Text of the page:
If you have made up your mind about installing floating floors in your home, hold until you read through this article. Floating floors definitely have unique qualities, but there are disadvantages of floating floors too. And we recommend you weigh out the advantages and disadvantages of floating floors to make the right decision.
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What is a Floating Floor?
Floating floor refers to an installation method where the flooring floats — as the name implies — over the subfloor or the substrate. This is quite an innovative idea in the flooring world as up until the 90s, nail or glue-down were the only commercially available flooring installation methods. It can be installed over concrete, plywood, particleboard, or existing floors secured to the subfloor.
Laminate, vinyl or luxury vinyl, and engineered hardwood are the most common types of floating floors. The floating floorboards make the installation fast, inexpensive, and DIY-friendly. However, since the floor is not secured to the subfloor, it might feel hollow underneath the feet if not installed correctly. Also, any imperfections in the subfloor are likely to impact the installation.
How does a floating floor stay in place?
A floating floor is almost like a giant jigsaw puzzle. The interlocks between the planks allow the force of friction and gravity to hold the floor in place. The click-and-lock mechanism between the planks is tough to break apart. Therefore, the planks act like an unbroken piece of flooring when interconnected. The collective mass limits any movement of the floor. Also, the underlay creates friction that prevents sliding.
Disadvantages of Floating Floors
Floating floors may not last as long
One thing you need to know about floating floors is that it really floats. If you slice an installed floating floor across its cross section and look at the layers, you will see the floor sitting on top of a layer of air above the subfloor. Although it’s easier on the joints when you step on the floor, this thin layer of air amplifies the impact on the floor from your daily activities. Which impacts its durability — hence, the untimely passing of your floors.
Floating floors are more prone to shifting or buckling, particularly in humid or moist areas. Moisture can seep between the gaps in the flooring and cause warping or damage to the boards. Also, the quality of the installation itself can significantly affect the longevity of floating floors. If the building is not done correctly or subpar materials are used, the floor may develop problems sooner rather than later. Poorly installed floating floors can create gaps, loose boards, or uneven surfaces, reducing lifespan.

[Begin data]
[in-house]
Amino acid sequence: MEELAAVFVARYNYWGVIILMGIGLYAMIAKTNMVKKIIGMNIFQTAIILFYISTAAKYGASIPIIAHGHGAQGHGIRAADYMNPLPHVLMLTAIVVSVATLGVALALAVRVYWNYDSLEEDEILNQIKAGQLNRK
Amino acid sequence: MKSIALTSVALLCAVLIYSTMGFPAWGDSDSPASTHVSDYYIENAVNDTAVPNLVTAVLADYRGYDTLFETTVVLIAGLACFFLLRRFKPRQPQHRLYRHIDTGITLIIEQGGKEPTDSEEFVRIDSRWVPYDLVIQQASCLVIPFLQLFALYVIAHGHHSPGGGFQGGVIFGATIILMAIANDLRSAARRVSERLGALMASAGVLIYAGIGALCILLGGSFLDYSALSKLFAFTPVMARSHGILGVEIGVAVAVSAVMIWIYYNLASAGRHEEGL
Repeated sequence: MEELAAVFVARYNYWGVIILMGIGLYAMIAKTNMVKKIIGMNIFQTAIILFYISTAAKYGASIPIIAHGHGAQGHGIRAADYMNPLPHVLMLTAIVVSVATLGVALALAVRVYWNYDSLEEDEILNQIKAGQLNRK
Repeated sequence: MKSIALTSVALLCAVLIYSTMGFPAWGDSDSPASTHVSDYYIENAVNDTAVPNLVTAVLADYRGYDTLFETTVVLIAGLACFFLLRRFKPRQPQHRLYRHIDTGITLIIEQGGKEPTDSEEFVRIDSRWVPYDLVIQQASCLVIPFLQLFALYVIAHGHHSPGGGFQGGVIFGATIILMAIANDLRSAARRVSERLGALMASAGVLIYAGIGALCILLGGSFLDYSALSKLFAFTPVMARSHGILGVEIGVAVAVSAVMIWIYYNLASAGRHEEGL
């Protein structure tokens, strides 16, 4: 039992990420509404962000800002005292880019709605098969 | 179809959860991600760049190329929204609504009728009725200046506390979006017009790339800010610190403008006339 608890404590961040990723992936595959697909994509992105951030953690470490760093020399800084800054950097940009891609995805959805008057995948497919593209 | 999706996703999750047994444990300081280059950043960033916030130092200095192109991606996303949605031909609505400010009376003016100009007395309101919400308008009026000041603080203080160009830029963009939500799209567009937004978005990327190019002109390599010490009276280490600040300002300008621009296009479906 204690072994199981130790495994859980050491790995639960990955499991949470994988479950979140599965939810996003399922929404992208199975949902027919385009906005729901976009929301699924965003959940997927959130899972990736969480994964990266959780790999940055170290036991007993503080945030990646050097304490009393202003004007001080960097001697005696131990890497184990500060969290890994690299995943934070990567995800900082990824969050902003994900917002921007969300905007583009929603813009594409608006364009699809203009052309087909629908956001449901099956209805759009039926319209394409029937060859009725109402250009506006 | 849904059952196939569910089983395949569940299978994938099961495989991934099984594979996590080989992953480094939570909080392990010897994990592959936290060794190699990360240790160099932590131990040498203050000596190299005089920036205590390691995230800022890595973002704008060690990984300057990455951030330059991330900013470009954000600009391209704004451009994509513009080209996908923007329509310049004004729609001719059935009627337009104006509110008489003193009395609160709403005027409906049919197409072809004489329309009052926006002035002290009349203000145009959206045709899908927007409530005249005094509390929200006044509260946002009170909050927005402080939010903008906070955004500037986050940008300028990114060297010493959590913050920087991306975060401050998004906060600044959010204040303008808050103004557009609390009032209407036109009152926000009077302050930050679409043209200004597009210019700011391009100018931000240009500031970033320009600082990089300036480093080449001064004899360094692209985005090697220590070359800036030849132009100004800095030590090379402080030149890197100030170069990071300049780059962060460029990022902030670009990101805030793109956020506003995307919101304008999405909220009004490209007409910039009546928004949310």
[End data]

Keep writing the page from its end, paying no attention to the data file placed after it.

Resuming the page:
You can stretch the lifespan of floating floors by choosing higher-quality materials and using an underlayment. However, you might still consider sturdier installation for high foot traffic areas — especially if you have children or pets.
Floating floors are typically noisy
Picture this: you’re walking around your cozy home, and every step you take sounds like you’re tap dancing on a drum set. Not exactly the peaceful ambiance you were going for, right?
One of the main reasons floating floors can be noisy is because, well, they float! Unlike other types of flooring that are nailed or glued down, floating floors are designed to hover above the subfloor. They usually consist of individual planks or tiles that are connected, but they aren’t directly attached to the ground.
This floating design can create a bit of a hollow sound when you walk on it. It’s like the floor is saying, “Hey, I’m here, and I’m ready to make some noise!” The lack of direct contact with the subfloor allows sound waves to bounce around and reverberate, resulting in that echoing effect.
Now, don’t panic just yet! There are ways to minimize the noise. Adding an underlayment beneath the floating floor can help absorb some sounds and provide a more solid feel. Also, using thicker or denser materials for your floating floor, like cork or rubber, can help reduce the noise factor.
Floating floors cannot be refinished
Imagine you’ve got a floating floor that has seen better days. It’s got scratches, dents, and a worn-out look that’s just begging for a makeover. Unfortunately, when it comes to refinishing, floating floors don’t make the cut.
The main reason is that floating floors are typically made of materials like laminate or engineered wood, which have a thin veneer layer on top. This layer is what gives the floor its look and protects the underlying layers. The problem is it’s not thick enough to handle the sanding and refinishing process. If you were to take a sander to it, you’d sand right through that veneer and expose the less attractive layers below. Yikes!